MEMO: Victory Day and historical erasure by the West



May 9, 1945 marks the culmination of Russian Victory Day celebrations over Nazism.

For decades, the western powers have carried out a counter-propaganda campaign against the war effort of the former Soviet Union (USSR) and after the end of Bipolarity, they continue their media actions against Russia.

Almost all of Hollywood’s filmography – which grew a lot with works narrating the Pacific War (the conflict between the United States and Japan) – solemnly ignores the Eastern Front of Nazism, the occupation of Eastern Europe and the enormous loss of life in the Soviet countries.

Ignoring the Russian role in the defeat of the Nazi-fascist Axis has been an ongoing goal since 1947 (when the Cold War nominally begins).

In the troubled 1990s, propaganda cooled down a little, especially due to the crisis provoked by the aim of devaluing the Ruble and the squandering of Soviet public assets (through an alliance between volatile capital and oligarchs).

From the turn of the 21st century with the resumption of control by the state apparatus over the most important assets of the economy of the Russian Federation, the mainland country has again become a “visible enemy”, including propaganda operations and “strategic culture” ( according to the CIA’s own manual), also aiming to ignore the Russian role in the victory over Nazism.

From the beginning of the internal conflict in Ukraine (February 2014), the war against ethnic Russians and the breaking of the Minsk Accords, the situation becomes even more tense.

After February 2022 and the outbreak of the Russian-Ukrainian conflict, one of the recruitment and mobilization bases of the Kiev government is precisely the paramilitary formations oscillating between ultranationalism and philo-Nazism.

The resurgence of Nazi wings – which are financed by the West – or, at least, ignored by the member countries of the Organization of North Atlantic Treaty Countries (NATO), is part of a strategy of erasing the memory of the second half of the 20th century, acting in the set of so-called “post-Soviet European spaces”.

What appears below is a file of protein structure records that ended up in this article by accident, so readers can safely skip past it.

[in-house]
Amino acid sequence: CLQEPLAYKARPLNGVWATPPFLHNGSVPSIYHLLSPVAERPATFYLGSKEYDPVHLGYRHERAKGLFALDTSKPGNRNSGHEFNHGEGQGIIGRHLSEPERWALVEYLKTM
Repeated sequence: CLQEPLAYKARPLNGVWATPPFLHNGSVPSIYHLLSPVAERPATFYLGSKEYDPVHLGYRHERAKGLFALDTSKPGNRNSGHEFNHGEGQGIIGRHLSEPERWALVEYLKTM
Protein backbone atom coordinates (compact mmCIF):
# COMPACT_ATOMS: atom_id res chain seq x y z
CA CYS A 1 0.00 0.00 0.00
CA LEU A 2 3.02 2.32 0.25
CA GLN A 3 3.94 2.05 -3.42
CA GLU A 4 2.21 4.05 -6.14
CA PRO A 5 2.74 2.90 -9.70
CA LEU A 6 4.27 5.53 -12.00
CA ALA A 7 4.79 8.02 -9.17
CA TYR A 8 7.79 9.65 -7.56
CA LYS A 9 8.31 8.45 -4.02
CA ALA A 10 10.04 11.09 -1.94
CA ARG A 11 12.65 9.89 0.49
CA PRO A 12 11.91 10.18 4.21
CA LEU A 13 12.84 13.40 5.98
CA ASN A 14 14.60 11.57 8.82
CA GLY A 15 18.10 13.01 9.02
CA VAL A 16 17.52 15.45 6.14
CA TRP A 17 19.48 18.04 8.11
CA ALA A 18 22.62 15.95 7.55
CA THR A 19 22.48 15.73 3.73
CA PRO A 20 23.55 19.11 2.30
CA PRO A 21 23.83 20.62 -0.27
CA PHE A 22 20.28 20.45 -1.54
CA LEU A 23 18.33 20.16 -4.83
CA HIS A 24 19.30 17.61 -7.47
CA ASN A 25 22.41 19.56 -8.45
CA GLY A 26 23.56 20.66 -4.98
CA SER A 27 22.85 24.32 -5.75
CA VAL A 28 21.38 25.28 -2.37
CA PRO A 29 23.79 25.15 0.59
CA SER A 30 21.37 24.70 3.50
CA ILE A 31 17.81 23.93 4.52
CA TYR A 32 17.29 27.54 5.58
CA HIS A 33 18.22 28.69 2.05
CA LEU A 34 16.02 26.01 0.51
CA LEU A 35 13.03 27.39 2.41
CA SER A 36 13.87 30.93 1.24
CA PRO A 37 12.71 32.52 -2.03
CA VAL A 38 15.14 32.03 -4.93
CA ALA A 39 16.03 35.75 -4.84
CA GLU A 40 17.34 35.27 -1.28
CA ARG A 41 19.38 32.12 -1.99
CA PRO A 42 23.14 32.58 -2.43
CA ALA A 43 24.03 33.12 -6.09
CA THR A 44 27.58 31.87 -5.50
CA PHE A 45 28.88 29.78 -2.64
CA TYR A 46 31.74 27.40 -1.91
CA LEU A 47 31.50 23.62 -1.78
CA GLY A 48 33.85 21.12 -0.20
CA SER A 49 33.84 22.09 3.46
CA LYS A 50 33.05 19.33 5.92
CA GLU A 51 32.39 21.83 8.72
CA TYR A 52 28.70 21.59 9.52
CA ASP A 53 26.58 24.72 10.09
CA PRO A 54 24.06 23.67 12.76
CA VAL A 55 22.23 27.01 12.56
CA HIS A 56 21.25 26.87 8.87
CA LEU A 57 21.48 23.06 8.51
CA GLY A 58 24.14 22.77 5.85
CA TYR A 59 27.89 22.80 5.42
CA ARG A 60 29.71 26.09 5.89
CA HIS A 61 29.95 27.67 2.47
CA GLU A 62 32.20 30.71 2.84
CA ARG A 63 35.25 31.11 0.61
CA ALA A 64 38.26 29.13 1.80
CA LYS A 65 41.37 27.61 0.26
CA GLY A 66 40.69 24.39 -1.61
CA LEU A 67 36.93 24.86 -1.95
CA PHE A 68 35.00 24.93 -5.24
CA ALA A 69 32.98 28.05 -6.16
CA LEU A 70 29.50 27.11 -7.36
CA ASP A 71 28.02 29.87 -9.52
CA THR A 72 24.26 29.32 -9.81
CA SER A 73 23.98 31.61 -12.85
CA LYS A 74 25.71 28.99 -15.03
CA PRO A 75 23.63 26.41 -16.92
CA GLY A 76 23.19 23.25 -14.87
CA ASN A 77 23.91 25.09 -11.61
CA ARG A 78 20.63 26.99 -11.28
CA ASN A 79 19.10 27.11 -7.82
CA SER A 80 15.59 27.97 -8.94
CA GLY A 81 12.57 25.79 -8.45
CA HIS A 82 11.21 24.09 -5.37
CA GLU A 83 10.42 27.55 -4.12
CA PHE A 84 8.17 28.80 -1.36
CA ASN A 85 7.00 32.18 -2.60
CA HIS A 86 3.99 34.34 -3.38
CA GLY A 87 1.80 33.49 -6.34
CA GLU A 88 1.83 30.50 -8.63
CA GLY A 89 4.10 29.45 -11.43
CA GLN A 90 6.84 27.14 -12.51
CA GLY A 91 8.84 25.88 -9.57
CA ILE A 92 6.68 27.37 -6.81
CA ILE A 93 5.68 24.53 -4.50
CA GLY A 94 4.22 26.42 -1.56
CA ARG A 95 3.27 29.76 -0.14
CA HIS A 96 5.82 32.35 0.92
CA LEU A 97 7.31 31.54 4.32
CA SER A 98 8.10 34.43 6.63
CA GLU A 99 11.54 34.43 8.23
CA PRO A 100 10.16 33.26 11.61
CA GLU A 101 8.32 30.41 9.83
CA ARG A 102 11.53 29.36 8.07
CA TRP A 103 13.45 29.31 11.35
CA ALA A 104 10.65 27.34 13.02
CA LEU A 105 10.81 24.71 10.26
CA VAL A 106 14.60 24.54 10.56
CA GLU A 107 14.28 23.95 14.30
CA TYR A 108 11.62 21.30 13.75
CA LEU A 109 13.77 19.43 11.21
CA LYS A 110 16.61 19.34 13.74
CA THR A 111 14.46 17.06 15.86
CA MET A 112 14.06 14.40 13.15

It is worth emphasizing that the West solemnly ignores the philo-Nazi presence in Ukraine, although the legislation of several member countries of the European Union prohibits the dissemination of these same ideas and values.

It is a simultaneous “cultural” conflict on multiple fronts.

In the territory under the control of post-Soviet states, such as the Baltic States and Eastern European countries (taking Poland as an example), they continue to destroy all monuments and remove memorials that documented for decades the role of the Red Army in the defeat of Nazism.

It would be simply impossible to defeat the war machine of the Third Reich without the Soviet counter-offensive, the defense of Stalingrad as a perimeter of protection for the oil province of Azerbaijan (with refineries in the Azerbaijani capital Baku itself).

With the Nazi defeat on the Russian eastern front, the theater of operations became the Ukrainian territory, where the German forces had national collaborators.

After the defeat of the military loyal to Hitler in Ukraine, the Red Army entered Poland, liberating the country and ending the abominable concentration camps.

The former USSR lost more than 27 million lives in World War II, which today would be equivalent to more than 10% of the population of the Russian Federation.

The Second World War is called The Great Patriotic War, and it was a fundamental event of the internal coalition of the Soviet republics and of the member countries of the former Warsaw Pact.

There is a deep blemish in this story and it needs to be told.

There were pro-Nazi and anti-Russian (and also anti-Soviet) collaborators supporting the occupation of Hitlerite forces in all European countries.